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Camara Dia Holloway

(b Virginia, 1825; d Honolulu, HI, May 3, 1904).

African American photographer. Ball’s parents, William and Susan Ball, were freeborn Americans of African descent. J. P. Ball learned how to make daguerreotypes from a black Bostonian, John P. Bailey. He opened his first photographic enterprise in Cincinnati, OH, in 1845. Black-owned businesses seemed viable in this abolitionist stronghold and key conduit to the West. After a failed first venture and time as an itinerant photographer, he returned and opened Ball’s Great Daguerrean Gallery of the West in 1849, which became one of the largest and most successful photographic studios in the region with an enthusiastic multi-racial clientele. Ball hired other African Americans as operators, including his brother, Thomas Ball, his brother-in-law, Alexander Thomas, and the African American landscape painter, Robert S. Duncanson.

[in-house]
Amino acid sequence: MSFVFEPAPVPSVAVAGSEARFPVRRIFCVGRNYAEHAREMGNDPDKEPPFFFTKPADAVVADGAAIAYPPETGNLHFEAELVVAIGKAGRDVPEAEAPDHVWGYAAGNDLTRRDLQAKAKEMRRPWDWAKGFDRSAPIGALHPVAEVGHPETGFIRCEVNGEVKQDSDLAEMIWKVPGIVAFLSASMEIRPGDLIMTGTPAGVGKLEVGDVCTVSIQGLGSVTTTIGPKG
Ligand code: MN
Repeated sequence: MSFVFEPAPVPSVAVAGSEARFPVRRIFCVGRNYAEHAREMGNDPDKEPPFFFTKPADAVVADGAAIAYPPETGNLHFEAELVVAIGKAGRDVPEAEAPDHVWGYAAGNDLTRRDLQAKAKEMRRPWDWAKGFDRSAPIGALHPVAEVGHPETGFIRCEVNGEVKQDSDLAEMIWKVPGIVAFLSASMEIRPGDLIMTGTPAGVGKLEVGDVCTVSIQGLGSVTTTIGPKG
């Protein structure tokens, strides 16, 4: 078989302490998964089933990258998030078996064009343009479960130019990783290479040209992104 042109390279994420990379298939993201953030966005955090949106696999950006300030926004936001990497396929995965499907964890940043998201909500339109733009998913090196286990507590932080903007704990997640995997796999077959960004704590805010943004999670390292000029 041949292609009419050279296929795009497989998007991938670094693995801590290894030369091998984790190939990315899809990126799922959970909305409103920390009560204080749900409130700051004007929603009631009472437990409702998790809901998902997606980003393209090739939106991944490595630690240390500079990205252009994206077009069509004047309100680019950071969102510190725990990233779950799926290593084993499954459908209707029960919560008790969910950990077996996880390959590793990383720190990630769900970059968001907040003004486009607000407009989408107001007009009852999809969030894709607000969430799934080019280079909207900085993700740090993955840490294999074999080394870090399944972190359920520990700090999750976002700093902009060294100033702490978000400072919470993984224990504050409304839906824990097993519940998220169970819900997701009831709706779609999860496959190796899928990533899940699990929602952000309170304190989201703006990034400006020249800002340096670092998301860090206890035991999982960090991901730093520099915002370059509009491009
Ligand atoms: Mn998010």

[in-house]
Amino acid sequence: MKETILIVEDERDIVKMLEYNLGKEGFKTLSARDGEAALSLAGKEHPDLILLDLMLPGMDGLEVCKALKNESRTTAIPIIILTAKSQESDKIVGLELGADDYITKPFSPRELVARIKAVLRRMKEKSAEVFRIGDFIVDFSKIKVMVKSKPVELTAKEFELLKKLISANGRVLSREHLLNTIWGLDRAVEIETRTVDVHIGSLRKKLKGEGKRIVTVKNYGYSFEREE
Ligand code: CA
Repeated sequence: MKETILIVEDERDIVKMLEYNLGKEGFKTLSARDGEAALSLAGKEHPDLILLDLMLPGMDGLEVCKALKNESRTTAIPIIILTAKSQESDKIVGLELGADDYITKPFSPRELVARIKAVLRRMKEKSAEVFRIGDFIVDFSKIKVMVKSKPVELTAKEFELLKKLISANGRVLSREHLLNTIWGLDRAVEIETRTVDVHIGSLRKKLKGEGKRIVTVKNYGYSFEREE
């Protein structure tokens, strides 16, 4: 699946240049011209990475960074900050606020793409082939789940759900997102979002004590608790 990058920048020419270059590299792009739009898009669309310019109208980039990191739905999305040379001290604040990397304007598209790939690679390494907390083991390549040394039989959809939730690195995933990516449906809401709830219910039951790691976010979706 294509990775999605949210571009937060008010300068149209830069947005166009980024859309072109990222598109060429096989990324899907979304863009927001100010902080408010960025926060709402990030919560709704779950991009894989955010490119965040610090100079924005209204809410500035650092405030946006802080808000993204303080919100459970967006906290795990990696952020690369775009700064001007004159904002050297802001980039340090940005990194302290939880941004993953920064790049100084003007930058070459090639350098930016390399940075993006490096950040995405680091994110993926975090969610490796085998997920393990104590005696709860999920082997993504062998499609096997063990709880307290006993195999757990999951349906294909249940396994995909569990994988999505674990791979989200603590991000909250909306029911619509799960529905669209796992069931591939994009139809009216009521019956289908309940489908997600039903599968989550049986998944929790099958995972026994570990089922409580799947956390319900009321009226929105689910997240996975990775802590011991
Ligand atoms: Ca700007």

An activist for abolition, Ball produced a painted panorama that illustrated the history of African enslavement in 1855 and authored the accompanying pamphlet to great acclaim. With a national reputation and important portrait commissions from such cultural icons as Frederick Douglass and Jenny Lind, Ball expanded with a second studio operated by his brother-in-law who had become a favorite with clients. Together they started an additional studio, the Ball & Thomas Photographic Art Gallery. Ball’s Cincinnati enterprises survived well into the 1880s in the hands of Thomas and other Ball relatives since they remained current with photographic technologies....